There are approximately 12 million cancer survivors in the United States, with numbers predicted to increase substantially in the upcoming decade . Due to improved screening and treatment, over 65% of adults diagnosed with cancer now live 5 years or more past diagnosis . In addition, the risk of being diagnosed with cancer increases with age. Between the ages of 50 to 70, 20.59% of men and 15.39% of women, will be diagnosed with cancer . As more people are surviving a diagnosis of cancer and the population is aging, the number of older cancer survivors is growing. Approximately 60% of cancer survivors are age 65 years or older . Furthermore, the proportion of the labor force aged 55 years or older has increased from 11.9% in 1990 to 18.8% in 2009 . During times of economic recession, many workers must work longer to ensure adequate savings for retirement . Thus, the number of older cancer survivors in the work force will likely increase with survivors continuing in the workplace for personal, insurance, or economic reasons.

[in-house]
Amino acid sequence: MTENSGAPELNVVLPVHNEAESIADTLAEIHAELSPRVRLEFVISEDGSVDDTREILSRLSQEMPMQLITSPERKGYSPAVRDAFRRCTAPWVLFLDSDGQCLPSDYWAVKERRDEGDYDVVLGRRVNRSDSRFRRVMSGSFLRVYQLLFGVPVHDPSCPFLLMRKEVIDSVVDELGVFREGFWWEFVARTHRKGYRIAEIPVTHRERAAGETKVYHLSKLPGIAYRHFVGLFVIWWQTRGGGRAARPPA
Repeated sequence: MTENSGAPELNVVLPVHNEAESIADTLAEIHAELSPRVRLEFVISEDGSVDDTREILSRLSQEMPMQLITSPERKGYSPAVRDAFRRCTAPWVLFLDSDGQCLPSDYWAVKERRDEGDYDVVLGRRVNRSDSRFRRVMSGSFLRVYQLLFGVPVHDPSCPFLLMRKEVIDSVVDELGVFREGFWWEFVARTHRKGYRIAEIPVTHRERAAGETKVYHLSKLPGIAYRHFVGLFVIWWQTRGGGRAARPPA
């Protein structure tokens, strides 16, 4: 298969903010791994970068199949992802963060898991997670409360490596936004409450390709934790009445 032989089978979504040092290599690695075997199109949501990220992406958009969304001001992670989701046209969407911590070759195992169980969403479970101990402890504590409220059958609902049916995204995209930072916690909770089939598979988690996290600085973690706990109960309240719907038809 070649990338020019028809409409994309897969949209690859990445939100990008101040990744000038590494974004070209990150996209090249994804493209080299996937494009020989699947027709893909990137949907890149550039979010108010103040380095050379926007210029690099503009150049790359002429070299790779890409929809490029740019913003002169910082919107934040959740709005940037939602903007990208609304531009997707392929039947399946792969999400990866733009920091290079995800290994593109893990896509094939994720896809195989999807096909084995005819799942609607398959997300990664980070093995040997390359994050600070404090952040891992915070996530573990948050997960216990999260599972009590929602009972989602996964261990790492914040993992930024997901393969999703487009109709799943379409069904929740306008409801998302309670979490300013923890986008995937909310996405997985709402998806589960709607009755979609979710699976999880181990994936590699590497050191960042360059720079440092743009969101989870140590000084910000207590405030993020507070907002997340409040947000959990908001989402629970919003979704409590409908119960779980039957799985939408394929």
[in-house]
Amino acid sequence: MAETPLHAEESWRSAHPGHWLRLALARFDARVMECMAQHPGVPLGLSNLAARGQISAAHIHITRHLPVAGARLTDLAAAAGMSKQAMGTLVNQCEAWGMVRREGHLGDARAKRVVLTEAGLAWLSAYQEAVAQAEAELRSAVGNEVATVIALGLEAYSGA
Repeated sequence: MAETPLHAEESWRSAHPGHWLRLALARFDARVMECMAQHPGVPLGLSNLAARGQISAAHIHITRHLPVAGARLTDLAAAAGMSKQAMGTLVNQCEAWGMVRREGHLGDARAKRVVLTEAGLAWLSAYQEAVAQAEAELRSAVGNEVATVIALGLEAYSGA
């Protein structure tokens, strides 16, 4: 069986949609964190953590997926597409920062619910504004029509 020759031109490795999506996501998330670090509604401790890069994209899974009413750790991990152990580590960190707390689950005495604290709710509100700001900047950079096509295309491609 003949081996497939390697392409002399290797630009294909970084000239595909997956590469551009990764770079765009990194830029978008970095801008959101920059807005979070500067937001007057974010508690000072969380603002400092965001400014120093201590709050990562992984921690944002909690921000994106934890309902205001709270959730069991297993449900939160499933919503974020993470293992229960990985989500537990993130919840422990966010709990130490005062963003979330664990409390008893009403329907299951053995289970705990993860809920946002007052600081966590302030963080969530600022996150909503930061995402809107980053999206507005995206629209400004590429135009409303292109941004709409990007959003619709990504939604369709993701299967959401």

Previous studies have shown that 30-50% of cancer survivors may experience treatment- or disease-related long-term and late effects [5, 14, 21, 28, 48, 55, 62] that can adversely impact work activities [15, 51]. Work activities with increased physical or cognitive demands can be particularly problematic for cancer survivors to perform [7-8, 12, 45, 49, 52, 58]. Treatment related sequelae (e.g., fatigue, pain, and physical and cognitive limitations), in combination with age-related physical and cognitive changes, may exacerbate work-related difficulties for older cancer survivors.